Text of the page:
Some elect to raise monuments so that others might see.  Buildings and bridges of granite and steel shall certainly resist the elements, bearing the names of those with the imagination and the will power to build.   Surely these great structures will give the builders a life beyond themselves so that others might read the plaques and remember.  But even the great pyramids are slowly succumbing to the winds of time.  Dust shall replace them.  And someday, they too, will be forgotten.

     So where does one go to find the answers for everlasting life?  Is there any place on earth that holds that truth?  In fact, I believe there possibly may be.  The truth may be found in a remote village far below the summit of Mount Everest.  For years, the people in the settlements have recognized the absolute need for humility and deep respect for the mountain.  Mountain climbers with good intentions and a pure heart have been allowed to return.  Others, overwhelmed with pride, arrogance, and a need to conquer, now litter her slopes with their frozen remains.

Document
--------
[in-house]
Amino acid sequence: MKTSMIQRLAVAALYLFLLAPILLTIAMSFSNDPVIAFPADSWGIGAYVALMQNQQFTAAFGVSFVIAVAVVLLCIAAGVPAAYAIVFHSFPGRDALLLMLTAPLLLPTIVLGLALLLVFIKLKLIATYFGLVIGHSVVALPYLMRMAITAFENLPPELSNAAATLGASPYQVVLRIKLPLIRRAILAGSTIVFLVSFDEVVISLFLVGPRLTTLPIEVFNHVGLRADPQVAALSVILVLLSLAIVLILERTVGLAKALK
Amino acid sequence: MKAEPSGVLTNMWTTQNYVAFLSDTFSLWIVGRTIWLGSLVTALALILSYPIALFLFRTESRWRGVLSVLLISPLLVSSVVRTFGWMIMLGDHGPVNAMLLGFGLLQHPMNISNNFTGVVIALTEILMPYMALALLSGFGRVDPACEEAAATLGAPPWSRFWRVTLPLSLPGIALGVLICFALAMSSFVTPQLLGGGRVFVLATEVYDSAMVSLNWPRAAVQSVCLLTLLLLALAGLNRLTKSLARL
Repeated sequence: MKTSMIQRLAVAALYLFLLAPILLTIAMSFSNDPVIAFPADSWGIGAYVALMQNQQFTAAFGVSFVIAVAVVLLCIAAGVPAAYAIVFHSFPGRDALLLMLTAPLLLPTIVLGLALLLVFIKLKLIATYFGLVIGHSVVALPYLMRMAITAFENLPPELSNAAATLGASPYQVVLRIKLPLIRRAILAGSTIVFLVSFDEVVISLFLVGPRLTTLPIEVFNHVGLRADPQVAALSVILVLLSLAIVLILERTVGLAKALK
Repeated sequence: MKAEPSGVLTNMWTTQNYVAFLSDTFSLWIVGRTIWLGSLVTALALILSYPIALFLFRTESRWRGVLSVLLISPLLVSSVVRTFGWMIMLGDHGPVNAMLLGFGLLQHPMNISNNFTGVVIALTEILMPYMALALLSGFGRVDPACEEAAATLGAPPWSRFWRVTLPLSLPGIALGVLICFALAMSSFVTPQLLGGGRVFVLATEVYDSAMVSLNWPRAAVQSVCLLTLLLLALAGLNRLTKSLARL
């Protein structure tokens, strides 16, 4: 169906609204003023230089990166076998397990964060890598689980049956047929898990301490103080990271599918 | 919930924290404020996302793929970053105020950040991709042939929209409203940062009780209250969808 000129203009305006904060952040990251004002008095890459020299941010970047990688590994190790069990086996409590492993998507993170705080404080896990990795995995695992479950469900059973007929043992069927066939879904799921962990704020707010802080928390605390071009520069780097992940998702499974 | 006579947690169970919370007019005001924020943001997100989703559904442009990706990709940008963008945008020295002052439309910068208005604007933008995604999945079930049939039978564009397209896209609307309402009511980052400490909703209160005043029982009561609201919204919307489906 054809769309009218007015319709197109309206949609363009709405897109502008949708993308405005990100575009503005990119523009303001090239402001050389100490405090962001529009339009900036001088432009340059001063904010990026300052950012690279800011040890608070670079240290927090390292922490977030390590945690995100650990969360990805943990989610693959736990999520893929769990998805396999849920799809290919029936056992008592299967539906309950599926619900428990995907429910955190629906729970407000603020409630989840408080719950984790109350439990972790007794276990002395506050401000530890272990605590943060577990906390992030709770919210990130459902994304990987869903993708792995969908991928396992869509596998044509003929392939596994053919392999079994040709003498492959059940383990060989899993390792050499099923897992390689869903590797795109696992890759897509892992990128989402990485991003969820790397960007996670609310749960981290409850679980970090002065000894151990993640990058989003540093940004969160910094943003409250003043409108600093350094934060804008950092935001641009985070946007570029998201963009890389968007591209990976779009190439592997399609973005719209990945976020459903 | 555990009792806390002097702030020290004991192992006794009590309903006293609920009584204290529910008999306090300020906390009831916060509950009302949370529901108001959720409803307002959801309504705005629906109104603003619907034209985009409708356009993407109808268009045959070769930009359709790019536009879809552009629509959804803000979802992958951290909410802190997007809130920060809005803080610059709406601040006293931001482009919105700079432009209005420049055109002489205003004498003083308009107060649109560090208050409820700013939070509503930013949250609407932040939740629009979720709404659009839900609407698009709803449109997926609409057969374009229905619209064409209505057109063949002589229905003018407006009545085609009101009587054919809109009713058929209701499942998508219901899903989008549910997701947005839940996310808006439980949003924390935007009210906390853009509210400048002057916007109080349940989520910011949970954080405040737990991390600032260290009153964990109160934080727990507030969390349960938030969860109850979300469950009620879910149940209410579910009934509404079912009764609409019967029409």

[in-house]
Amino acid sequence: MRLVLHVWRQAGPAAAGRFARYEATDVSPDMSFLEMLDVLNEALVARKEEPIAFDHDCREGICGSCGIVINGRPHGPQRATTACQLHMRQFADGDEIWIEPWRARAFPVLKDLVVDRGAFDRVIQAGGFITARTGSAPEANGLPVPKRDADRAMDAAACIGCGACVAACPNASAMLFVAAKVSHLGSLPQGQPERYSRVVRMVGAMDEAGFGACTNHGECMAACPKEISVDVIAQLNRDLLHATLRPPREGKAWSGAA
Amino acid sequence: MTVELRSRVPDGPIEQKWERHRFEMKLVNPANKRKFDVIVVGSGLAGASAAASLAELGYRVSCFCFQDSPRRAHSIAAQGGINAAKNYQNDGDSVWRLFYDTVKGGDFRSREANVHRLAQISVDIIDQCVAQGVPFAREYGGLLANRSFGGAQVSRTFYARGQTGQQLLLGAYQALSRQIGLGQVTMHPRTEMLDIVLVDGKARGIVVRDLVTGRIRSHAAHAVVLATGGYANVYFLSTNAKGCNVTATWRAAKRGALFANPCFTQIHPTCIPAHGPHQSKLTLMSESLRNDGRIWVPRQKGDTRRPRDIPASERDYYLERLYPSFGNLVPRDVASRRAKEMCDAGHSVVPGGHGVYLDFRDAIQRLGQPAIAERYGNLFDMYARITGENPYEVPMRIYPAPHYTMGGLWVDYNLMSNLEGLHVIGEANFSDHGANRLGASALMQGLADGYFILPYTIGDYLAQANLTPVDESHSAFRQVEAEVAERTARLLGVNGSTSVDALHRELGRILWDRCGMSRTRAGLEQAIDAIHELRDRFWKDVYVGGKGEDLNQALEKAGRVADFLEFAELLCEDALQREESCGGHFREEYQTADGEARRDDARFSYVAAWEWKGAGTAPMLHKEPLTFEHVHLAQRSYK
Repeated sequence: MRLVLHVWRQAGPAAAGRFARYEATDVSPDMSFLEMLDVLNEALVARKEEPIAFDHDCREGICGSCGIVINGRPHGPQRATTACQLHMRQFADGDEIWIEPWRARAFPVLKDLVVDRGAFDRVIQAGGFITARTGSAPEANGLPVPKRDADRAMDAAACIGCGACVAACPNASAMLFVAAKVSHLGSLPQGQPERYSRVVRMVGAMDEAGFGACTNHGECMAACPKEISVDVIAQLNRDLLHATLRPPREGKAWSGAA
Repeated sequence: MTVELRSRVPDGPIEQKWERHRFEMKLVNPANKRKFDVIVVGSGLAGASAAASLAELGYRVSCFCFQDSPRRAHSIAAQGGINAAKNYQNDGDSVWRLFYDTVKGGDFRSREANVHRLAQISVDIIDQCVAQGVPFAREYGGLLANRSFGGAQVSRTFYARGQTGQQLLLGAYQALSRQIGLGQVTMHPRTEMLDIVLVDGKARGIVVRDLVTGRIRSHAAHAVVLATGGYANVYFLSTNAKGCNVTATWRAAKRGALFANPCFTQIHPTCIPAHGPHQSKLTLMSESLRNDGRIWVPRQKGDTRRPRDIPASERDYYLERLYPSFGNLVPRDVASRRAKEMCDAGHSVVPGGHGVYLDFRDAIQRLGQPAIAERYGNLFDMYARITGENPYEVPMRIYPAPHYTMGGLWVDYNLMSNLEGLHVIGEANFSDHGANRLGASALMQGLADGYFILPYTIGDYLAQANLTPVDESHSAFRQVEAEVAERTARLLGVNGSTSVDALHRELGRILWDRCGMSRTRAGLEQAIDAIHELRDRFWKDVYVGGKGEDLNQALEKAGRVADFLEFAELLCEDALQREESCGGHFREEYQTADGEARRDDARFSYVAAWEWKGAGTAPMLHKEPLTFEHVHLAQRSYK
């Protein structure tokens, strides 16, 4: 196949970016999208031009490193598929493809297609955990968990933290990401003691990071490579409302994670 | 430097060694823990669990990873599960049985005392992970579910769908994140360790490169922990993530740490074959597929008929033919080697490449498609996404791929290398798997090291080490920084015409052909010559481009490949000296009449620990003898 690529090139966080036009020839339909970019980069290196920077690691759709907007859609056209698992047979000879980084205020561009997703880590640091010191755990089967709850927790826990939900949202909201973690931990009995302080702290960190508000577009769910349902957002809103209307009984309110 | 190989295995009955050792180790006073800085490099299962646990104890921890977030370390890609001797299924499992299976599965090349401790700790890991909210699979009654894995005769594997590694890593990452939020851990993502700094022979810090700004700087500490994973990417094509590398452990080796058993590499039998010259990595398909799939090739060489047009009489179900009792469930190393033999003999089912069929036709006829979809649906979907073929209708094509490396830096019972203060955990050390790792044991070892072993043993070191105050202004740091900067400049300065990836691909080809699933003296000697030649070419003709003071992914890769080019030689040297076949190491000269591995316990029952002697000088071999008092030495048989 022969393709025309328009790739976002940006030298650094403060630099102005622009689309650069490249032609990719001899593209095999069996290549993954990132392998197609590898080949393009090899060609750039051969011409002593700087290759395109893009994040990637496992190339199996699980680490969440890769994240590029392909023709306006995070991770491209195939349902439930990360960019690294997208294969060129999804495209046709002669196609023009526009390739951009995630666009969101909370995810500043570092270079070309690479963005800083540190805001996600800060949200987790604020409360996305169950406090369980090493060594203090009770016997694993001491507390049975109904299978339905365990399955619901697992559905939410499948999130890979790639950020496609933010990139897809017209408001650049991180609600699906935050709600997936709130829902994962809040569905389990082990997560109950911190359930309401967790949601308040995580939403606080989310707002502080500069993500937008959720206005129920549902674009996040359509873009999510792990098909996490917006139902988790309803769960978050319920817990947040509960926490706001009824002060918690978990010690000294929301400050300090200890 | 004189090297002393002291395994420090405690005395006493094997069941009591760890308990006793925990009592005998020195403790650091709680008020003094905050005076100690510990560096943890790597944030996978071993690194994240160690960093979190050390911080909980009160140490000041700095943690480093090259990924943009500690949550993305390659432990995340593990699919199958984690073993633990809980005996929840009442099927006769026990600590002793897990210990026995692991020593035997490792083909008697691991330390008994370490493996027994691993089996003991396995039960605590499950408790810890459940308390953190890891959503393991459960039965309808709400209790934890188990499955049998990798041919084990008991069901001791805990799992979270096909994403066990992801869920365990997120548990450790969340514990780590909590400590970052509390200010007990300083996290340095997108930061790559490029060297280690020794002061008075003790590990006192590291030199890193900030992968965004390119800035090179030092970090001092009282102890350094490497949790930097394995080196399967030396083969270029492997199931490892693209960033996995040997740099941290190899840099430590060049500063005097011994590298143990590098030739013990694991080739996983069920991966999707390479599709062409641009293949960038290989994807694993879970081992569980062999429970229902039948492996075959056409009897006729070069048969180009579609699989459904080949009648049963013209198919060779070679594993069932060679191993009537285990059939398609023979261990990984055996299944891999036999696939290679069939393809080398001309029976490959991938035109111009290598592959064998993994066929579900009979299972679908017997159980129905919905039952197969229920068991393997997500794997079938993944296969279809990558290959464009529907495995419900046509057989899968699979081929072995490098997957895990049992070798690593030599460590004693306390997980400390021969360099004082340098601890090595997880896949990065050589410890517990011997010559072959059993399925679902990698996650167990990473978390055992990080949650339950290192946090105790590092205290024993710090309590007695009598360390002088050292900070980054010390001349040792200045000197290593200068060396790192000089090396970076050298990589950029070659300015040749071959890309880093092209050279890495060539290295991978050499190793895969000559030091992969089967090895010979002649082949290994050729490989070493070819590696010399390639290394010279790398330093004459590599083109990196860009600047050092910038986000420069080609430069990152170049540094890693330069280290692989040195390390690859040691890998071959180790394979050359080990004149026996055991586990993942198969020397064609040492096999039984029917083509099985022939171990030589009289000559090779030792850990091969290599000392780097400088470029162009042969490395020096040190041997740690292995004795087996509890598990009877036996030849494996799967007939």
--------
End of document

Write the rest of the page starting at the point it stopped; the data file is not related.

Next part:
So how does one find life on a mountain of death?   One needs to look no further than within their own soul.  For therein lies the ultimate truth.  What are the deep motivations of a person?  Even the outward appearance of generosity may be marred by an internal desire for recognition.  No, only those whose intentions are pure, filled with genuine empathy and humility, shall be granted a pass to travel on.  The choice is ours.

     Where will your name reside?  Will yours be just another name engraved in stone, only to be blown smooth with time?  Or will your name be etched deep within the souls of others, as one who really cared?  We must all climb Everest, if only in spirit.  That journey will last our lifetime.  And if you have succeeded in overcoming the perils of the ascent, and if your intentions have remained pure, then you will be permitted to return to base camp with a deepened sense of reverence and thankfulness.  And you will then know what it meant to have lived.  And you will understand the truth.

        Kilo Bravo          (10 March 2002)